Letlands lokale administration er inddelt i 36 kommuner og syv større byer, der tilsammen udgør 43 lokalvalgkredse. Lokalpolitikere er ligeledes direkte valgt til en periode på fire år, og antallet af pladser er proportionalt til antallet af indbyggere i en valgkreds. For kommunalbestyrelser og byråd varierer antallet af medlemmer fra 13 (større byer med under 50.000 indbyggere) til 23 (kommuner med over 60.000 indbyggere). En undtagelse er dog Rigas byråd, der består af 60 medlemmer. 

 

Regering

  • Statsoverhoved: Præsident Egils Levits siden 8. juli 2019.

  • Premierminister: Arturs Krišjānis Kariņš (New Unity/Jaunā Vienotība).

  • Udenrigsminister: Edgars Rinkēvičs (New Unity/Jaunā Vienotība).

  • Forsvarsminister: Ināra Mūrniece (National Alliance/Nacionālā Apvienība).

  • Formand for Saeima: Edvards Smiltēns (United List/ Apvienotais Saraksts).

 

100 året for diplomatiske relationer

I 2021 fejrede vi 100 året for Danmarks anerkendelse de jure af republikken Letland og etableringen af diplomatiske forbindelser mellem Danmark og Letland i 1921. Danmark anerkendte Letland den 7. februar 1921 og var blandt de første lande til at anerkende Letland.

2021 var også 30 året for genetableringen af diplomatiske forbindelser mellem de to lande i 1991 (24. august). Danmark var også blandt de allerførste til at reetablere diplomatiske forbindelser med Letland efter uafhængigheden i 1991. I løbet af året blev der afholdt en række arrangementer i sammenhæng med 100 året og 30 året. Mere information nedenfor.

Læs historien om danske frivillige soldaters deltagelse i Letland's uafhængighedskamp her.

Læs mere om Danmarks rolle i genetableringen af Letland's uafhængighed her.

Læs om 100 års jubilæum for diplomatiske relationer mellem Danmark og Letland her.

 

En ny vision for fremtidig samarbejde

Den 4. juni 2021 præsenterede udenrigsministrene fra Danmark, Estland, Letland og Litauen en ny fælles vision for fremtidig samarbejde. Anledning var fejringen af 100-års jubilæet for oprettelsen af diplomatiske relationer mellem Danmark og de baltiske lande. Hjørnestenene i visionen er kampen for fælles fundamentale værdier, sikkerhed og forsvar samt en styrkelse af samarbejdet omkring klimaforandringer og den grønne omstilling. Læs mere om deklarationen nedenfor.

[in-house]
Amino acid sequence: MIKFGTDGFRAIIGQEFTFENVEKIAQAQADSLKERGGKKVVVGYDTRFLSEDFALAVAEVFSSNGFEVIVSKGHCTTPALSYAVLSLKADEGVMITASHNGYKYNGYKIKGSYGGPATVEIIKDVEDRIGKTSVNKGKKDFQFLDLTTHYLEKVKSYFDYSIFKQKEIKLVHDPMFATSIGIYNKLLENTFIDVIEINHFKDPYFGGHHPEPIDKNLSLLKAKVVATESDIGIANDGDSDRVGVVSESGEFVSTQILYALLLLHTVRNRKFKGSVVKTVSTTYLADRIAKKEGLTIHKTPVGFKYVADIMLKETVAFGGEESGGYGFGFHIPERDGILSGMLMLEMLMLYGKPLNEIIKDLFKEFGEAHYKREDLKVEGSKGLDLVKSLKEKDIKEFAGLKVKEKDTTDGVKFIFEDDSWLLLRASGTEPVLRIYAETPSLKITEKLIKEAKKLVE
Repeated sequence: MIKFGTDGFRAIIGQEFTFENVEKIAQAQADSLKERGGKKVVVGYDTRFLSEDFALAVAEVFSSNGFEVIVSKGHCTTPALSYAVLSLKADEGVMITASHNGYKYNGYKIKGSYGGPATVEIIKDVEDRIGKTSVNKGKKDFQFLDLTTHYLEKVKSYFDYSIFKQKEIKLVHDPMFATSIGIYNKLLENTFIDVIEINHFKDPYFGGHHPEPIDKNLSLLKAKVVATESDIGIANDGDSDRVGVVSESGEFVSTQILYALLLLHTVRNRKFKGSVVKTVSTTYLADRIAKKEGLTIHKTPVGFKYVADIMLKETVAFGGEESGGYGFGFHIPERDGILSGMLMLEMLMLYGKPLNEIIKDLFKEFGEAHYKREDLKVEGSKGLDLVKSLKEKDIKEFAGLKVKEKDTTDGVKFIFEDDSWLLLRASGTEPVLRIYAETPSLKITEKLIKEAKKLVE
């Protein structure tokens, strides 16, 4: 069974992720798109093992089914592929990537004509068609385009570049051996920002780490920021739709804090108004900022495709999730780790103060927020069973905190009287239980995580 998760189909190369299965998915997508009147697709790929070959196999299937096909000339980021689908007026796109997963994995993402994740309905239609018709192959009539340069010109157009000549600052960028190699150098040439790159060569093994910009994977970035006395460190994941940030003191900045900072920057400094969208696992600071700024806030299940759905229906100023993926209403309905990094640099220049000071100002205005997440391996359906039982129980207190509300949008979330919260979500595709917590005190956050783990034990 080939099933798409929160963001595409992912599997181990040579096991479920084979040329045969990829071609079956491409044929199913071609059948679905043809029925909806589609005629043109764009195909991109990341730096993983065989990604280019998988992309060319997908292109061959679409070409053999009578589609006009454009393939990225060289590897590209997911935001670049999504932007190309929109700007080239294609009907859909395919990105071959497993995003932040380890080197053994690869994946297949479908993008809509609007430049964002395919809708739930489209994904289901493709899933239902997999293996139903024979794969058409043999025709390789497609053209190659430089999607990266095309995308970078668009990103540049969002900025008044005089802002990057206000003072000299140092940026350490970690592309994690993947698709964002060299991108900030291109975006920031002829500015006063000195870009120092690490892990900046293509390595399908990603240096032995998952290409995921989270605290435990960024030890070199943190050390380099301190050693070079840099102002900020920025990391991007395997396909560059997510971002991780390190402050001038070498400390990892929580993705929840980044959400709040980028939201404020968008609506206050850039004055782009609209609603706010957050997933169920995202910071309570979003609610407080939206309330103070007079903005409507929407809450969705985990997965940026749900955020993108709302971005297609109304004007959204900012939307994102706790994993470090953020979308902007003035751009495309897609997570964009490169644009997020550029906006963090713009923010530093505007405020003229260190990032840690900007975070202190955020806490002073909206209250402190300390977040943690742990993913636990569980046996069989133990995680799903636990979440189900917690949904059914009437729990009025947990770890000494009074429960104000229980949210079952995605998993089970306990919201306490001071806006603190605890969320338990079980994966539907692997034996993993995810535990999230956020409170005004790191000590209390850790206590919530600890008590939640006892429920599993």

Joint Statement on the Occasion of the 100th Anniversary of Diplomatic Relations between Denmark and Estonia, Latvia and Lithuania – a vision for the future cooperation

This year, we are celebrating the 100th anniversary of the establishment of diplomatic relations between Denmark and Estonia, Latvia and Lithuania, determined to further consolidate the strong relationship and close friendship that our countries have enjoyed to date. While we are connected by geography, we are also bound together by common values, mutual interests as well as extensive economic and cultural relations and people-to-people contacts. 
The year 2021 marks the 100th anniversary of Denmark's recognition of the Baltic States after their independence in 1918. Additionally, 2021 is the 30th anniversary of the re-establishment of diplomatic relations between Denmark and Estonia, Latvia and Lithuania after the Baltic countries regained their independence. Denmark never recognised the annexation of the Baltic States by the Soviet Union and was one of the first countries to support Estonia, Latvia and Lithuania in their struggle for freedom and to restore diplomatic relations. On 26 August 1991, the four foreign ministers, Uffe Ellemann-Jensen, Lennart Meri, Jānis Jurkāns, and Algirdas Saudargas, signed a joint communiqué in Copenhagen, which stated that “a long dark chapter of the Baltic history has finally come to an end. We rejoice at this momentous event. The Baltic people are again masters in their own houses”. Today, in Copenhagen, we highlight the special historical ties between our countries and reaffirm our strong bond of cooperation.

Our cooperation has developed significantly over the last 30 years. This is in part due to the Baltic nations’ significant societal development as well as the impressive international integration, not least through membership of the EU and NATO. The double anniversary is an opportunity to look ahead and further develop our cooperation. By seeking new areas of cooperation to jointly meet the global challenges, we also contribute to the common objective of making the Nordic-Baltic region a more competitive, sustainable and innovative region. 

Our security is indivisible. Therefore, we share the common goal of preserving the security and stability in the Baltic Sea Region and the entire Euro-Atlantic area together with Allies and partners. Our common efforts in NATO and through NATO’s enhanced Forward Presence, the Baltic Air Policing mission, the Multinational Division North and NATO Force Integration Unit demonstrate our resolve and solidarity in support of each other as close Allies. We will develop and strengthen our cooperation on security, deterrence and defence, including on countering hybrid threats. We will continue to promote the security of our region through NATO and through stronger NATO-EU cooperation. We will also continue to contribute to international security through active participation in international operations and missions, in which we often work closely together, such as our shared efforts in NATO Mission Iraq, currently led by Denmark, where Estonia, Latvia and Lithuania contribute to the Danish force protection unit.